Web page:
Why it's important to practise active listening with your students

Why it’s important to practise active listening with your students

“Pay attention.” “OK class, listen up.” “When I’m talking, I need everyone to listen.” How many times have you asked your students to listen to you in class? It probably runs into the thousands. As teachers, you continuously encourage your students to listen and pay...

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“Pay attention.”

“OK class, listen up.”

“When I’m talking, I need everyone to listen.”

How many times have you asked your students to listen to you in class? It probably runs into the thousands. As teachers, you continuously encourage your students to listen and pay attention – but when was the last time you considered your own listening skills?

Teachers need to be on the ball constantly. In class, you’re often thinking ahead to the next activity or teaching point, or even the following period, while you supervise students’ work, answer questions and offer support.

But learning to be present and attentive is an important skill too. And if you can master the art of active listening, it can transform your relationships with your students.

What is active listening?

Active listening is a method of listening which is very focused and responsive. In order to be an active listener in a conversation, you need to give the other person your undivided attention, without judging their concerns or opinions.

It’s key to respond, not react, to the speaker. That means using your facial expressions and body language to show that you are paying attention to them. Examples include nodding as the other person speaks, or keeping your body language open and relaxed. Try to avoid any non-verbal communication that could imply judgement, such as frowning or folding your arms, or which imply a lack of focus, for example looking at your watch or looking around the room.

When you are actively listening, the speaker should know that you are deeply interested in what they are saying. The goal of active listening is not to offer solutions or advice, but to achieve a profound understanding of the other person’s perspective.

How active listening can improve your relationships with your students

Active listening is a powerful tool. It makes the speaker feel cared for and understood. And when students feel that their teacher is interested in what they have to say, and really cares about their experiences and perspectives, it creates an emotional connection which can have a positive impact both on their wellbeing and their school experience.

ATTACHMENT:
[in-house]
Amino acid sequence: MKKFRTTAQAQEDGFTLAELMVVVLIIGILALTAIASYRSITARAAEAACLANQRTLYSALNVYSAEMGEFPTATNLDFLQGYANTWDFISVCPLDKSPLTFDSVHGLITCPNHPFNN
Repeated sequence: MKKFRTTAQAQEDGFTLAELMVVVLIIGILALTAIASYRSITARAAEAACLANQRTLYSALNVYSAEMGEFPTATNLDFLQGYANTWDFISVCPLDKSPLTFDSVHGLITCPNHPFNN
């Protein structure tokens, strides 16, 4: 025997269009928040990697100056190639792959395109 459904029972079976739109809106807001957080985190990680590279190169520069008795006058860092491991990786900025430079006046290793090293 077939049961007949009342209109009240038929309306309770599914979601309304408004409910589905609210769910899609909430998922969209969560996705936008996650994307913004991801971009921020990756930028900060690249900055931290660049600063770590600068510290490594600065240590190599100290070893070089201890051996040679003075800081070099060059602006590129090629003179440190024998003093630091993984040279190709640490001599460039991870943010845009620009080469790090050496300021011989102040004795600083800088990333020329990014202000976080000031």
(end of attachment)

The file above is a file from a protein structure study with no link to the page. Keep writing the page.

What’s more, research shows that students who feel connected to their teachers are more motivated to work hard and perform well. So, you’re likely to notice an improvement in their academic efforts and achievement, too.

What do you need to be an active listener?

In order to be an active listener, you need to tap into your curiosity and your empathy. It’s about really wanting to know how the other person thinks and feels. Sometimes, that can mean paying extra attention to the phrases or vocabulary your student is using, and thinking about the emotions that are behind what they are saying. Even if they are struggling with a common challenge, it’s important that you try to approach the conversation as if you’ve never heard what they’re saying before.

The dos and don’ts of active listening

Here are the dos and don’ts of active listening which you can put into practice immediately with your students.

When you are practising active listening, it is important to:

  • Think about your body language. Try to aim for open, relaxed body language which shows you are present, such as leaning towards the person speaking, or nodding your head from time to time.
  • Be aware of eye contact while the other person is speaking. Ideally, you’ll maintain eye contact for between 60% and 70% of the conversation. More than this can actually make the other person clam up.
  • Be patient while your student is explaining themselves. Listening is easier than talking, but it’s important to give your student time and space to articulate themselves.
  • Keep your responses open. You can paraphrase what your student has said in response to them – that way, they’ll know that you’ve been paying attention.
  • Keep your questions neutral. For example, instead of saying, “Do you think that’s a good idea?” you could ask, “What do you think will happen?” You can also say, “Tell me more about that,” as a way to keep the conversation going.

During these conversations, there are some things to avoid:

  • Resist interrupting while the other person is talking. It’s important to let your student find their way in the conversation without your input.
  • Don’t think of your response while your student is still speaking. This will distract you from focusing on what they’re saying, which might change over the course of a sentence or two anyway.
  • Try not to offer unsolicited advice or opinions. Sometimes, all your students want is to feel heard, and the experience of someone listening attentively and compassionately while they share a problem is actually of more help than any practical advice.
  • Don’t share personal anecdotes. This takes the focus away from the speaker and back to you.
  • Avoid changing the subject, even if you feel uncomfortable. This will make your student feel that they were wrong to share with you, and that you haven’t really been listening. Try to sit with your discomfort instead.

Further reading

You can read more on our blog about how to prioritise your students’ happiness in the classroom, and learn how to support your students’ mental health and wellbeing, especially after two years of educational disruption and uncertainty.

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